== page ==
Boxing Fundamentals: Understanding The Boxing Punch Number System

Boxing is arguably the most developed fighting system in the world, thanks to the billions of dollars it generates globally yearly. With so much money on the line, even governments like Fidel Castro’s administration have committed significant funds to refine the sport in an attempt to make their fighters the best worldwide. 

Boxing involves a lot more than simply throwing punches at an opponent in hopes of landing something significant before they do. It’s a sweet science that takes years to master.

 

The Punch Number System Used In Boxing

Boxing uses a simple number system to name punches. Doing this makes it easier to teach techniques and combinations. For example, telling a fighter to throw a hook doesn’t paint the entire picture of what you want them to do since there’s a lead and rear hook used in boxing. To make things even more complicated, the stance of the boxer you’re instructing means their lead and rear hook could be either hand based on their stance. Your rear hook is your right hand if you’re in an orthodox stance, while it’s your left hand in a southpaw stance. 

The number system allows trainers to let fighters know what they want from them regardless of their stance. 

Here’s the number system used in boxing:

  1. Jab
  2. Cross
  3. Lead hook
  4. Rear hook
  5. Lead uppercut 
  6. Rear uppercut

While there are six punches listed in the boxing punch number system, there are only four main types of punches used in boxing: the jab, cross, hook, and uppercut. The six-punch number system covers all these punches and designates which hand the attack is thrown with. 

The punch number system was developed based on an orthodox stance: all even-numbered punches are thrown with the right hand, while odd-numbered punches are thrown with the left hand. Boxing classes typically use the punch count system to identify the punches thrown during drills. Some of the more basic combinations used in boxing include:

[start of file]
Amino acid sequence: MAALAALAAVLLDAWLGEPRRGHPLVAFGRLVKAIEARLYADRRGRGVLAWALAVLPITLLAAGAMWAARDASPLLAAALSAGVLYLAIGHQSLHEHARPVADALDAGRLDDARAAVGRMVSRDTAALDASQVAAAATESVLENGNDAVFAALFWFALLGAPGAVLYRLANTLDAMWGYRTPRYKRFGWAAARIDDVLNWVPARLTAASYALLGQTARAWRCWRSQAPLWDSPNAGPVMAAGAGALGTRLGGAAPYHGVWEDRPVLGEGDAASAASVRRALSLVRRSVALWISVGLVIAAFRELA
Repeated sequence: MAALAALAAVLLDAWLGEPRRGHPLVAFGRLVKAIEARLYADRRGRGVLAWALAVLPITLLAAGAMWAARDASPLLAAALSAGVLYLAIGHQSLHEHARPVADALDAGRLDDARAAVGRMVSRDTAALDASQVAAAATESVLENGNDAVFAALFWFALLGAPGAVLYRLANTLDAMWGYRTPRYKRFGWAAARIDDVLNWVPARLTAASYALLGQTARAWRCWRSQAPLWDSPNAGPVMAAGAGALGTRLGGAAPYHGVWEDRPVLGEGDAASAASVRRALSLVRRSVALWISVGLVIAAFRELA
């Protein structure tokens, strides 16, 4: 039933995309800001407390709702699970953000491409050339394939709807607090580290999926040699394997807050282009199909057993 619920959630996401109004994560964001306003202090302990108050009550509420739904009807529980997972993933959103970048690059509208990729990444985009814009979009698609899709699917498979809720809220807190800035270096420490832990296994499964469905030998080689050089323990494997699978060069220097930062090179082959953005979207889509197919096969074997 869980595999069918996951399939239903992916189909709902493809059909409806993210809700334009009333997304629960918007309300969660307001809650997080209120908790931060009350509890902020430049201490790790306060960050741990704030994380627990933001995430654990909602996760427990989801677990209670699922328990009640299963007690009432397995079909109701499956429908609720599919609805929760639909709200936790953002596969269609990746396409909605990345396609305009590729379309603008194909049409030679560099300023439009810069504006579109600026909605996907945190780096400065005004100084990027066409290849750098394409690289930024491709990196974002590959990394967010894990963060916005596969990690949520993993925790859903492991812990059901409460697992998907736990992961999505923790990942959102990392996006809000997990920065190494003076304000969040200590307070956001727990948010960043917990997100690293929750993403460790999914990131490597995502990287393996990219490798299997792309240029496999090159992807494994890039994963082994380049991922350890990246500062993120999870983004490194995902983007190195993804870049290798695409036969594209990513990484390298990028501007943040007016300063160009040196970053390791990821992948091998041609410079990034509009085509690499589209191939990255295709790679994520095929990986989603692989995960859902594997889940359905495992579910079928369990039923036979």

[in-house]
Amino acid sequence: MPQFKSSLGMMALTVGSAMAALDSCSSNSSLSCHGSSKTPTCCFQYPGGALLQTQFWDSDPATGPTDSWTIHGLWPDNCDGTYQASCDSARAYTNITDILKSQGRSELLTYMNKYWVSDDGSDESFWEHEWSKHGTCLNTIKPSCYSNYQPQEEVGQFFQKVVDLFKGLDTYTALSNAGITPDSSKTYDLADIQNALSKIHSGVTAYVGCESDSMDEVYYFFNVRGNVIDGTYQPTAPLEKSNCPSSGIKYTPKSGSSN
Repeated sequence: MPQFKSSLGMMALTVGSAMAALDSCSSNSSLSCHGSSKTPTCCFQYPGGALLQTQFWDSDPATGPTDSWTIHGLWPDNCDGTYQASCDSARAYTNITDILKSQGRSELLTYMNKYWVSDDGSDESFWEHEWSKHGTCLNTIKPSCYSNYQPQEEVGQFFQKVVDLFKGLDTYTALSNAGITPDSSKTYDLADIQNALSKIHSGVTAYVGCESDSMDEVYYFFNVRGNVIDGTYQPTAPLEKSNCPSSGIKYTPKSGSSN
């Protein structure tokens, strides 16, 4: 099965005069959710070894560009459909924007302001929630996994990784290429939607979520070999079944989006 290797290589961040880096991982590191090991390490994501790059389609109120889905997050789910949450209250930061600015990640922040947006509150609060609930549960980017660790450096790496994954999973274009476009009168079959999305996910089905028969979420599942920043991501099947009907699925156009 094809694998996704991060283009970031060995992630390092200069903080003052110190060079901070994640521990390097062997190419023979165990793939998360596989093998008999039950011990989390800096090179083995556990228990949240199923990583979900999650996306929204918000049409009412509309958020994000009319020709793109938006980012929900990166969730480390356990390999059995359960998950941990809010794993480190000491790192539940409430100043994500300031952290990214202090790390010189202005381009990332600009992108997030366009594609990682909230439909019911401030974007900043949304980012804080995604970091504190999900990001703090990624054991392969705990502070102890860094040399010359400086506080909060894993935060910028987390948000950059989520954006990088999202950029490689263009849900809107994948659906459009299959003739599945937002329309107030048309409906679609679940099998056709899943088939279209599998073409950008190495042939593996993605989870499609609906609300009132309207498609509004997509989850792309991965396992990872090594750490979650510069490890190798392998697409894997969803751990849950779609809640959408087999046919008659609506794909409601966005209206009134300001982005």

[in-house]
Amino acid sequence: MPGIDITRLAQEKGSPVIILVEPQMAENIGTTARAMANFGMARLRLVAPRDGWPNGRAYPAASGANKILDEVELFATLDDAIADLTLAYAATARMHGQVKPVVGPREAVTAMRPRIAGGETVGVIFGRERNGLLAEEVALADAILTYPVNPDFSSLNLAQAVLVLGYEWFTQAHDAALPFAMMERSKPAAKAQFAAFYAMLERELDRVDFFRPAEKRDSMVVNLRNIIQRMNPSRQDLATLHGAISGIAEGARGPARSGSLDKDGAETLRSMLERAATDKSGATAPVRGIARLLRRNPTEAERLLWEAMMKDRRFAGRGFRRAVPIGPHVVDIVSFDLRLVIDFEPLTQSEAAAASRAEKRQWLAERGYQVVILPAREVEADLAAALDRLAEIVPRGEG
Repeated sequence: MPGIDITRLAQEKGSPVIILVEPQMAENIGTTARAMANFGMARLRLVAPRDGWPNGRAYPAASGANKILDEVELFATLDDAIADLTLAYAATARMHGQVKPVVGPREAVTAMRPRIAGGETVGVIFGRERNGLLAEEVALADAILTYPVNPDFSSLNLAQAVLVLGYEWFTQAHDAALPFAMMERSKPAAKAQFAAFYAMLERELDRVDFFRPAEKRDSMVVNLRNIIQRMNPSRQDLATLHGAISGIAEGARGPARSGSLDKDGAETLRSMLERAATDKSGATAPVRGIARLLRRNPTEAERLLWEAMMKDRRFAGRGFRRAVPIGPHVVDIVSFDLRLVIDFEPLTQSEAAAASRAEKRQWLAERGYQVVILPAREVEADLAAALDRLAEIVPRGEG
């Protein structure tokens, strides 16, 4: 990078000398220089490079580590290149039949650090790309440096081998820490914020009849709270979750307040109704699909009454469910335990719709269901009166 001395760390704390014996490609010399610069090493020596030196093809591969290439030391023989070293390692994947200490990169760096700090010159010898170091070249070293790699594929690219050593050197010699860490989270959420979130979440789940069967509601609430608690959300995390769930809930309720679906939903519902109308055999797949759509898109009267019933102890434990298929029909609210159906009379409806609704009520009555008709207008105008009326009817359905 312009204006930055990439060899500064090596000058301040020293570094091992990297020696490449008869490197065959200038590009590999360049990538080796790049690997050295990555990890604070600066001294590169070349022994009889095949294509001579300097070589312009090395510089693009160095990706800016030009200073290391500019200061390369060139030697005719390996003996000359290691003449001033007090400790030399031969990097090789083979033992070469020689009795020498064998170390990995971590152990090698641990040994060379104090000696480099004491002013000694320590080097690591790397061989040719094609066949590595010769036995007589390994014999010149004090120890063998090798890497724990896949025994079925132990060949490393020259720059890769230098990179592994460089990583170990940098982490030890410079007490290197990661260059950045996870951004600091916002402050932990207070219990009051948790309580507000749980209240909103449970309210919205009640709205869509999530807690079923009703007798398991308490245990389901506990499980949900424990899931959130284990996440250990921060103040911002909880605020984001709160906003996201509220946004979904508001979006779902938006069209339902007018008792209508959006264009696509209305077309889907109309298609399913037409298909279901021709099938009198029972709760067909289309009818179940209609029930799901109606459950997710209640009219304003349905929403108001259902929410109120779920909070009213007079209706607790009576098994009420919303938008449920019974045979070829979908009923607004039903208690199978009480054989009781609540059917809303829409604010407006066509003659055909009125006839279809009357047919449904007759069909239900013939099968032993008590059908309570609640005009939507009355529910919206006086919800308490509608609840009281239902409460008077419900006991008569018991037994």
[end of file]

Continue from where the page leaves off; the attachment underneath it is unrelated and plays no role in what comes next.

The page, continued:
• 1-2 = Jab – Cross
  • 3-4 = Lead hook – Rear hook
  • 5-6 = Lead uppercut – Rear uppercut

Beginner boxers should memorize the six-punch number system to help them understand their instructor’s commands when performing drills. Now that we have a basic understanding of how the punch number system used in boxing works, let’s take a look at the main punches used in boxing and how they’re thrown. 

 

1) The Jab

The jab is the first punch on the six-punch number system, and it’s the most frequently used punch in boxing. It’s the safest weapon you have since it doesn’t leave any significant openings in your defense when thrown properly. 

The jab is typically used as a range finder, and it’s also used to set up combinations. There are many variations of the jab, but the main gist behind it is that it’s a straight punch thrown with your lead hand. 

Here’s how to throw a proper jab:

  • Get into your fighting stance with your hands in the guard position.
  • Extend your lead hand forward while keeping your fist aligned with its starting point. You don’t want your hand to move up or down. You want to keep your fist at the same level it was while in your guard. This increases the speed of the punch and makes it easier to bring your hand back to your guard.